Carrier-driven photochemical etching of semiconductors can be selectively suppressed by altering the near-surface region to enhance carrier recombination, thereby reducing the supply of carriers that drive the surface etching reaction. Two methods for enhancing recombination and decreasing the etch rate at a given phonon flux include ion implantation and localized Zn diffusion. Raman spectroscopy can be employed to determine whether sufficient alteration of electronic properties has occurred to suppress etching.
Carrier-driven photochemical reactions, which require direct participation of free carriers for the chemical reaction to proceed, can be selectively suppressed by increasing the minority carrier recombination rate, thereby reducing the supply of carriers that drive the surface etching reaction. Two methods for enhancing recombination and decreasing the etching quantum yield, which is the number of atoms removed per incident photon, include ion implantation and localized Zn diffusion. For ion implantation, recombination-promoting defect concentrations depend on ion species, fluence, and annealing both during and after the implantation process. Other recombination processes related to carrier scattering from ionized impurities from in-diffusion of dopants or following implant activation can control etching.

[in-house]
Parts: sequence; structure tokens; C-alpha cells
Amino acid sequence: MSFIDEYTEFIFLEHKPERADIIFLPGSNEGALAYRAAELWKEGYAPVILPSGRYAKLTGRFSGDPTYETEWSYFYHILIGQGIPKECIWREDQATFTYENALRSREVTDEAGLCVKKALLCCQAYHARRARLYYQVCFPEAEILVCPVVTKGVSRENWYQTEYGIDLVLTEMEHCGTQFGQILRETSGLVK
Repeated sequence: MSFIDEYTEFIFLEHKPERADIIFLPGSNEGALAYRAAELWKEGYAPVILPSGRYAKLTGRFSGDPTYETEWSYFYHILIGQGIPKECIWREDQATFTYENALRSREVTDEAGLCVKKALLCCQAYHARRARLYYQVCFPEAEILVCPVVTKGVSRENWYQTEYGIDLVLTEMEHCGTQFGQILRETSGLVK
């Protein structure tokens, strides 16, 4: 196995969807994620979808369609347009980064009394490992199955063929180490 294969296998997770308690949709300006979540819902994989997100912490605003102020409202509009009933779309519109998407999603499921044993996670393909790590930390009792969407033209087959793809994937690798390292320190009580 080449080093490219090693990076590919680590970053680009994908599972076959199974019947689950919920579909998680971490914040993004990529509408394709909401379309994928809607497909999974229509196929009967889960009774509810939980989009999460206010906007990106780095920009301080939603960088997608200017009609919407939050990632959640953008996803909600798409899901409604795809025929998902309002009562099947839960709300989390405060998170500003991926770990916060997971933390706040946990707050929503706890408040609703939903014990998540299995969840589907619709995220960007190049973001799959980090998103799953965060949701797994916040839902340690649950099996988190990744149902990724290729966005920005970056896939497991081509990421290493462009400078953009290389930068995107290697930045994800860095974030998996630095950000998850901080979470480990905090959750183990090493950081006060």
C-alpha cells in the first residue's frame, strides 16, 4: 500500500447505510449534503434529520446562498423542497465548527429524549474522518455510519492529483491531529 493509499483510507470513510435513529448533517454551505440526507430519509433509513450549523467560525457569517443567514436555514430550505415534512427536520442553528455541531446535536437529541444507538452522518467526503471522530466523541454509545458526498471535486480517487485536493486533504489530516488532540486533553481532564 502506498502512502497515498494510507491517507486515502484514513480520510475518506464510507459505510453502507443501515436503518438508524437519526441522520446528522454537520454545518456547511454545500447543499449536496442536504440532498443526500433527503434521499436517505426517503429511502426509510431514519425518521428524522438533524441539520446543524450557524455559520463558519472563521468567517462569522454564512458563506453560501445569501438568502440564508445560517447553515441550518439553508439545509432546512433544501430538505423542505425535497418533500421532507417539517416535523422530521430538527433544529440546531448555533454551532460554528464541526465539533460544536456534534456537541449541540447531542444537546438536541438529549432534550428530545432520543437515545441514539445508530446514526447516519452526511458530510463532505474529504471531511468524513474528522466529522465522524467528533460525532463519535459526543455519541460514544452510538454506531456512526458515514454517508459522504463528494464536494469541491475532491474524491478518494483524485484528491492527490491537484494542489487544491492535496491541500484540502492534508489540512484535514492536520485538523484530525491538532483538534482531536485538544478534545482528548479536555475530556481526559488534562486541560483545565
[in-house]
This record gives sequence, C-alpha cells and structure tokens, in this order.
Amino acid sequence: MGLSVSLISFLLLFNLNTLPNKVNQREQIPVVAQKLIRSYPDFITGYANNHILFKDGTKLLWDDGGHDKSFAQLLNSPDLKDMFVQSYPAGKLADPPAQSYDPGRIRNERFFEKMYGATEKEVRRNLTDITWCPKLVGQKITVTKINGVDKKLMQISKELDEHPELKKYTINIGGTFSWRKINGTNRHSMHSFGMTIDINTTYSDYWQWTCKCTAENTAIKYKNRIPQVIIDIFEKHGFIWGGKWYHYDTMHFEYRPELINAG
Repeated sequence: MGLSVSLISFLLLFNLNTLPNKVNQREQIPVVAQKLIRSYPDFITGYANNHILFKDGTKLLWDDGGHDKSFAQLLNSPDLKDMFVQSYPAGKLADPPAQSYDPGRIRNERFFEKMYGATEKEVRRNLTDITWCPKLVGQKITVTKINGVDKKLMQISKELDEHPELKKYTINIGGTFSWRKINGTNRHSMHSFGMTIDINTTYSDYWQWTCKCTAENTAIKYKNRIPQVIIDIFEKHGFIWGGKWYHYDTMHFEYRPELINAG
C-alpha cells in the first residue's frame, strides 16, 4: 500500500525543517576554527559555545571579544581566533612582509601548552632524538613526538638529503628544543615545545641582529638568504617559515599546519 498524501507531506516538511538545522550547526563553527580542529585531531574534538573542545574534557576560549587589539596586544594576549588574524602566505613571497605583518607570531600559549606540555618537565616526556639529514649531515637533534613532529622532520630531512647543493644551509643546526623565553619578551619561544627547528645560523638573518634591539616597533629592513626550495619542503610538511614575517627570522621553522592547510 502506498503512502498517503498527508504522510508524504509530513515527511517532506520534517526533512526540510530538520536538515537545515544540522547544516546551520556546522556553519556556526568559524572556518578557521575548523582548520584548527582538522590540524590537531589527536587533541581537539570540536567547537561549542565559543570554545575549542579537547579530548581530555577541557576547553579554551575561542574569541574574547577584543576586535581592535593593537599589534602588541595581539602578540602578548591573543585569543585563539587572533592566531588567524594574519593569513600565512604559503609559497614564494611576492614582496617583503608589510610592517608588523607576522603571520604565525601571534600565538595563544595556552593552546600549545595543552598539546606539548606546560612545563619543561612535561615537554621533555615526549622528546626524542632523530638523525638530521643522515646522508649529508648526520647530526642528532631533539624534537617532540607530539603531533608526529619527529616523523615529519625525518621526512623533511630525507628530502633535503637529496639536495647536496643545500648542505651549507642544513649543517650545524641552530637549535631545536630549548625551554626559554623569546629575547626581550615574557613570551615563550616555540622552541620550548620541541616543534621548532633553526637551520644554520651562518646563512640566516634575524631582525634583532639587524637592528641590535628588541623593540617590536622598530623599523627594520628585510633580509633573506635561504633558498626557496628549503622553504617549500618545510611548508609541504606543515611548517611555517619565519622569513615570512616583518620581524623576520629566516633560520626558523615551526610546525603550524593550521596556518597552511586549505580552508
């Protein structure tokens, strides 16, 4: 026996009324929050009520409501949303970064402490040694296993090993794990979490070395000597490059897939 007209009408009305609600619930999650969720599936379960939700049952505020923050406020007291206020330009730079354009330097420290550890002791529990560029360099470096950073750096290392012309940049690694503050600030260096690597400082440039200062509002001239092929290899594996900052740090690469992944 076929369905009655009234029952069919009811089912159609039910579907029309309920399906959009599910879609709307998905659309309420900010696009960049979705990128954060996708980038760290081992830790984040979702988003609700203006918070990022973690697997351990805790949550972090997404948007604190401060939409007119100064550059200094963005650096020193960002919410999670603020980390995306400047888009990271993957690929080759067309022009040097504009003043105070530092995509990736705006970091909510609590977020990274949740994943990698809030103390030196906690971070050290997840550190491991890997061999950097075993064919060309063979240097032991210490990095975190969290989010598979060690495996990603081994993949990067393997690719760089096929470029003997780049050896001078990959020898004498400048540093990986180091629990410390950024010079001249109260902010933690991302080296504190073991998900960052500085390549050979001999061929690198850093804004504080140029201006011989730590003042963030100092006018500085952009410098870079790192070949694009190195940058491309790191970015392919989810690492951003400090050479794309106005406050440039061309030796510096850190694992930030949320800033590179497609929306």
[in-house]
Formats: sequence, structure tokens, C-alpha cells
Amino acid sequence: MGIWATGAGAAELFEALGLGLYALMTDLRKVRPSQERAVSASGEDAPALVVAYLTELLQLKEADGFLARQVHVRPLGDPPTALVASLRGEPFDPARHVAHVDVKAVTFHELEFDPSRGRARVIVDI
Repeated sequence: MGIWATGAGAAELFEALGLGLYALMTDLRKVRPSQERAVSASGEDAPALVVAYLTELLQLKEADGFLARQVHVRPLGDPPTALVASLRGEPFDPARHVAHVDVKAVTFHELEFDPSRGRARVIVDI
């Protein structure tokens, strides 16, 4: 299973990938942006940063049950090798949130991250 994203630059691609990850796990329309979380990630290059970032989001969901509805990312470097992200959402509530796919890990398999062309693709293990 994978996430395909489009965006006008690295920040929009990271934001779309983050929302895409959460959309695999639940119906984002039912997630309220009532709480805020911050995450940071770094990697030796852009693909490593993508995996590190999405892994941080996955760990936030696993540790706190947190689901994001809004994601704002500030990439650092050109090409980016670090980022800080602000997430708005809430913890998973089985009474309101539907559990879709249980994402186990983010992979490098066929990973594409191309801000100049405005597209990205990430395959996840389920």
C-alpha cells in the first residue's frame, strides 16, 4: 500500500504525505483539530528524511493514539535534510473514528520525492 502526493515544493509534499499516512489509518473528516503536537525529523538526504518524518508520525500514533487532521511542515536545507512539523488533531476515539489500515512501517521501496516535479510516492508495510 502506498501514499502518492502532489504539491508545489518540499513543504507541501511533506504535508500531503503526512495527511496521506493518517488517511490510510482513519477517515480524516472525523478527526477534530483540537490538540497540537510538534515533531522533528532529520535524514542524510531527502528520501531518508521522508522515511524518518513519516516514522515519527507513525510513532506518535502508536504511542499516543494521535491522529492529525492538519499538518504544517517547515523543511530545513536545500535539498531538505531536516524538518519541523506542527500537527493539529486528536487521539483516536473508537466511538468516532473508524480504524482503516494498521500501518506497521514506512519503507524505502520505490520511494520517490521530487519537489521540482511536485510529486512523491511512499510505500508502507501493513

Raman spectroscopy can be employed to detect changes in electronic properties that correlate with etching suppression. Changes that occur in the LO-phonon lineshape, such as those associated with phonon confinement and ionized impurity scattering, can be diagnostic of the carrier-driven etching behavior following a specific treatment. We have demonstrated two applications of Raman spectroscopy as a diagnostic for suppression of the carrier-driven photochemical etching of GaAs.